Truong T.V.,Nazhi Zudhi Transplant Institute |
Truong T.V.,University of Oklahoma |
Stanfield J.R.,University of Utah |
Chaffin J.S.,Nazhi Zudhi Transplant Institute |
And 5 more authors.
ASAIO Journal | Year: 2013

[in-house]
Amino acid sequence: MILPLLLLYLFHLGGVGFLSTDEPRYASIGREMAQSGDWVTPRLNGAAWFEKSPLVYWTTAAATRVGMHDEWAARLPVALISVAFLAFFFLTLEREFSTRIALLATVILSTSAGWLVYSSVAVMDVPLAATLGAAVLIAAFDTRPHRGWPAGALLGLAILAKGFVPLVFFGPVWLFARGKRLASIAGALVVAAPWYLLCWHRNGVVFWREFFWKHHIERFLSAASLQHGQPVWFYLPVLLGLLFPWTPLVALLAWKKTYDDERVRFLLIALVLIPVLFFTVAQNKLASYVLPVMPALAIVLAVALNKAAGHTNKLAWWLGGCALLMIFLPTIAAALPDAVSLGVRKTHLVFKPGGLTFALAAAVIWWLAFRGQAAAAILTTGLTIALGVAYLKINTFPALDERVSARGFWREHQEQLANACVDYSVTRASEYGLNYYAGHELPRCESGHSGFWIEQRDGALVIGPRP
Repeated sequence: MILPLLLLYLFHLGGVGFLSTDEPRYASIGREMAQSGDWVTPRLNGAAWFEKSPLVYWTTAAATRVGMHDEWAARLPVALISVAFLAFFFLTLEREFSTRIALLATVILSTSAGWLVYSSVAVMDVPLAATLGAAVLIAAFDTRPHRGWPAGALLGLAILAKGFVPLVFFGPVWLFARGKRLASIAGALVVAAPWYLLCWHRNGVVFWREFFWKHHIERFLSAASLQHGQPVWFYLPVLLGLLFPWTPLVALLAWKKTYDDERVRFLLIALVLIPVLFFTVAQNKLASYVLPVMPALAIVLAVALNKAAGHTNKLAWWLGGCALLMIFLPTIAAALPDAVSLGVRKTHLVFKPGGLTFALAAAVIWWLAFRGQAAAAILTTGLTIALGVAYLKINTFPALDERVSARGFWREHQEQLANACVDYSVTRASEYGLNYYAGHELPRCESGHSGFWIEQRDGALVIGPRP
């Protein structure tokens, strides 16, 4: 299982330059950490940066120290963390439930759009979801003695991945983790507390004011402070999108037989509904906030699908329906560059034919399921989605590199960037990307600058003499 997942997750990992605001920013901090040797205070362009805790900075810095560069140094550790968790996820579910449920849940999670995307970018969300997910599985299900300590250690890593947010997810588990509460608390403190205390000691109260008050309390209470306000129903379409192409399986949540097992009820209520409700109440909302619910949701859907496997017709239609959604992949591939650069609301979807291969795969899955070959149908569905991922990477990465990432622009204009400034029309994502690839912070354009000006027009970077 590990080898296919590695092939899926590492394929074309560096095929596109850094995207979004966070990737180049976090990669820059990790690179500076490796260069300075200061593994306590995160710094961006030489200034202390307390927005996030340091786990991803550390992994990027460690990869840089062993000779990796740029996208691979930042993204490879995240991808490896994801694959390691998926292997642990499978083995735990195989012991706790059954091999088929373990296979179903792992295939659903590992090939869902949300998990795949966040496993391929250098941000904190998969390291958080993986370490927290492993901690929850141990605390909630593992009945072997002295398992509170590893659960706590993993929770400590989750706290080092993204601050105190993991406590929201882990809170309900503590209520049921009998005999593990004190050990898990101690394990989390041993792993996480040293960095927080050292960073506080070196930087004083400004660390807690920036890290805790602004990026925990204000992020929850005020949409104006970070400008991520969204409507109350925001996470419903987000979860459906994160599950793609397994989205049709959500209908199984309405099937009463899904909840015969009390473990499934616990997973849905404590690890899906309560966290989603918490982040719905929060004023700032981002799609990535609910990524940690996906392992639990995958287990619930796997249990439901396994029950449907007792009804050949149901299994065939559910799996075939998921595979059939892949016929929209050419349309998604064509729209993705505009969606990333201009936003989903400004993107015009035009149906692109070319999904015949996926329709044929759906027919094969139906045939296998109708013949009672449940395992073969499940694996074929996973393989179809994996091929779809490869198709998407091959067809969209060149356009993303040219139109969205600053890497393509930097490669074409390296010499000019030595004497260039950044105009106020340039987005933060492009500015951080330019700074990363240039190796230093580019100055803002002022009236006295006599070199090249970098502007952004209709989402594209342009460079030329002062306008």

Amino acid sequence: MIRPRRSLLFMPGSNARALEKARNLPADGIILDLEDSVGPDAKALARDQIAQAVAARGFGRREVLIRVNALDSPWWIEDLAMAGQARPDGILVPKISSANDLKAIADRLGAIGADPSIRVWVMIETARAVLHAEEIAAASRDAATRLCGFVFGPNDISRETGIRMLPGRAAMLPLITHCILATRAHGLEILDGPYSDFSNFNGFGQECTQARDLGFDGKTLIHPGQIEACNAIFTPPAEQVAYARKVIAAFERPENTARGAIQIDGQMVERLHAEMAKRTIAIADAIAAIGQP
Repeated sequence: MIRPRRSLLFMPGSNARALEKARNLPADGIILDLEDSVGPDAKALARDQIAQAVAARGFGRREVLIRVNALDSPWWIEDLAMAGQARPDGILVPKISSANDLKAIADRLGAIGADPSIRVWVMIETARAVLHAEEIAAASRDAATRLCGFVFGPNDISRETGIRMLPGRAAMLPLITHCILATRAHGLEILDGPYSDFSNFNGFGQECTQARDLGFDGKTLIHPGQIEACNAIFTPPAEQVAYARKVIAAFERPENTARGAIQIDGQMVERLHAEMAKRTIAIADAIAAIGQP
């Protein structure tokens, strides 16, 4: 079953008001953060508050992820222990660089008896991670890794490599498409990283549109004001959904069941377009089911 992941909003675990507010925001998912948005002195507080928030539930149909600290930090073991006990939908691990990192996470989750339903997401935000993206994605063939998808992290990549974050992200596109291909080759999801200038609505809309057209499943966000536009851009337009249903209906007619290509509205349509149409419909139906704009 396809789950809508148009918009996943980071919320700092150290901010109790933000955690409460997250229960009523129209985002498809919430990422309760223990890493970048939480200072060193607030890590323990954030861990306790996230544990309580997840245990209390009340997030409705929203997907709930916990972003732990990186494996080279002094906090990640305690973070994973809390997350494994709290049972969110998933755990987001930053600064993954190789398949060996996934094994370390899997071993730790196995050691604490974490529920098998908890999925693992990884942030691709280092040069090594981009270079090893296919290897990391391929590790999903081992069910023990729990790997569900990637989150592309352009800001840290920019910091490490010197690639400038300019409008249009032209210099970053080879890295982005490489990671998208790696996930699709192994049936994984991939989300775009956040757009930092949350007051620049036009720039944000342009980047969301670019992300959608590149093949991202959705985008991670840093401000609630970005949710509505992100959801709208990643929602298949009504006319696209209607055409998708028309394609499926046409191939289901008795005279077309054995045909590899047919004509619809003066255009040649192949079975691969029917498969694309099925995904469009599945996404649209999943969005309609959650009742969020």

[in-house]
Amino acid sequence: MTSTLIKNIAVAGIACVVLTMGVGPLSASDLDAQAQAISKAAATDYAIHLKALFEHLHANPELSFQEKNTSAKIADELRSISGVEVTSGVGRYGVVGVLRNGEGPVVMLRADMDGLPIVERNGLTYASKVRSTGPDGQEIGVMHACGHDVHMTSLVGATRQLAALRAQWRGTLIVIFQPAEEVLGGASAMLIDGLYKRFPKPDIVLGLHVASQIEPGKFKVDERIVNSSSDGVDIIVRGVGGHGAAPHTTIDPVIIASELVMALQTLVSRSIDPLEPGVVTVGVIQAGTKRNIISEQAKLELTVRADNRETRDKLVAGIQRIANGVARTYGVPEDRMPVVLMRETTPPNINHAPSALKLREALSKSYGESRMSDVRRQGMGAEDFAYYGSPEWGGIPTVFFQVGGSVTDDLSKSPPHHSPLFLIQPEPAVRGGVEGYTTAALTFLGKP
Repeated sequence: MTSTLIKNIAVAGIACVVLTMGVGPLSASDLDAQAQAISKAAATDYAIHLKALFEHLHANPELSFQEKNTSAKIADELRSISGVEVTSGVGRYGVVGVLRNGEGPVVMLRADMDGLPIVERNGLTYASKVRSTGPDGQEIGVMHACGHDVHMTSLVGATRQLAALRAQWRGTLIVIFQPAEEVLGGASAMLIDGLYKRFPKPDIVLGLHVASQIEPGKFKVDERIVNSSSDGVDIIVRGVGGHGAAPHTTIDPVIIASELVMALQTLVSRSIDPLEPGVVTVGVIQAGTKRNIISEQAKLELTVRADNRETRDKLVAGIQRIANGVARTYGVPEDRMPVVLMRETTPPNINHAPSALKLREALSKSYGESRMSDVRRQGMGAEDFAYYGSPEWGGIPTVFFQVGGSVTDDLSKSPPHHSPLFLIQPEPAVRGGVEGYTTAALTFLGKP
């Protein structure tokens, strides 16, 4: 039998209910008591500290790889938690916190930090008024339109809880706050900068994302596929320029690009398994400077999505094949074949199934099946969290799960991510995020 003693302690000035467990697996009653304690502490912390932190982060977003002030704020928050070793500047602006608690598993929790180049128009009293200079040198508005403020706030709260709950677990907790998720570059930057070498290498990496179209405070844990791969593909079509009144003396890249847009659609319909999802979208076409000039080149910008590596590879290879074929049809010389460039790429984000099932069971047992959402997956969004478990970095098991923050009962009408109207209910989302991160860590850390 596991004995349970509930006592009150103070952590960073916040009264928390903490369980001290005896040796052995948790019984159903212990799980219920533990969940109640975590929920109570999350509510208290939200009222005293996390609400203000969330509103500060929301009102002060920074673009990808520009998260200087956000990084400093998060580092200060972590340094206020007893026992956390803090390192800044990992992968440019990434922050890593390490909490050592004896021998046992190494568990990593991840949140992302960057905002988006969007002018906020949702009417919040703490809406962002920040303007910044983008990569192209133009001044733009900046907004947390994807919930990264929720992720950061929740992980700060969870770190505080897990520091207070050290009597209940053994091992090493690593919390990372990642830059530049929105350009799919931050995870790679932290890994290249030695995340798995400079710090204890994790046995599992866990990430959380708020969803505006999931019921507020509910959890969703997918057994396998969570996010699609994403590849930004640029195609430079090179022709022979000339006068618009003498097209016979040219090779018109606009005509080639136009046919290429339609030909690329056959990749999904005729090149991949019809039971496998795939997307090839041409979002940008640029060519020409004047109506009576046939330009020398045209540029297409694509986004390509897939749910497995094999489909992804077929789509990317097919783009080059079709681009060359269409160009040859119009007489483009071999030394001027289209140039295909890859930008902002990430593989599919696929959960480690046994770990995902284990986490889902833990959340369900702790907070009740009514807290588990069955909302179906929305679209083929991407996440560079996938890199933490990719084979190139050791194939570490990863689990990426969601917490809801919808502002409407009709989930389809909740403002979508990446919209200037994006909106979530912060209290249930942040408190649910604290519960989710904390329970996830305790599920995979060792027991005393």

Left ventricular assist devices (LVADs) are blood pumps that augment the function of the failing heart to improve perfusion, resulting in improved survival. For LVADs to effectively unload the left ventricle, the inflow cannula (IC) should be unobstructed and ideally aligned with the heart's mitral valve (MV). We examined IC orientation deviation from a hypothesized conventional angle (45 right-posterior) and the approximate angle for direct IC-MV alignment in many patients. Three-dimensional anatomic models were created from computed tomography scans for 24 LVAD-implanted patients, and angles were measured between the IC and the apical z-axis in both the coronal and the sagittal planes. Common surgical IC angulation was found to be 22 ± 15 rightward and 21 ± 12 posterior from the apical z-axis; 38% (n = 9) of patients fell in this range. Direct IC-MV angulation was found to be 34 ± 8 rightward and 15 ± 7 posterior; only 8% (n = 2) of patients fell in this range. Rightward deviation toward ventricular septal wall and anterior deviation toward LV anterior freewall are associated with mortalities more so than leftward and posterior deviation. In conclusion, anatomic reconstruction may be a useful preoperative tool to obtain general population and patient-specific alignment for optimal LVAD implantation. © 2013 by the American Society for Artificial Internal Organs.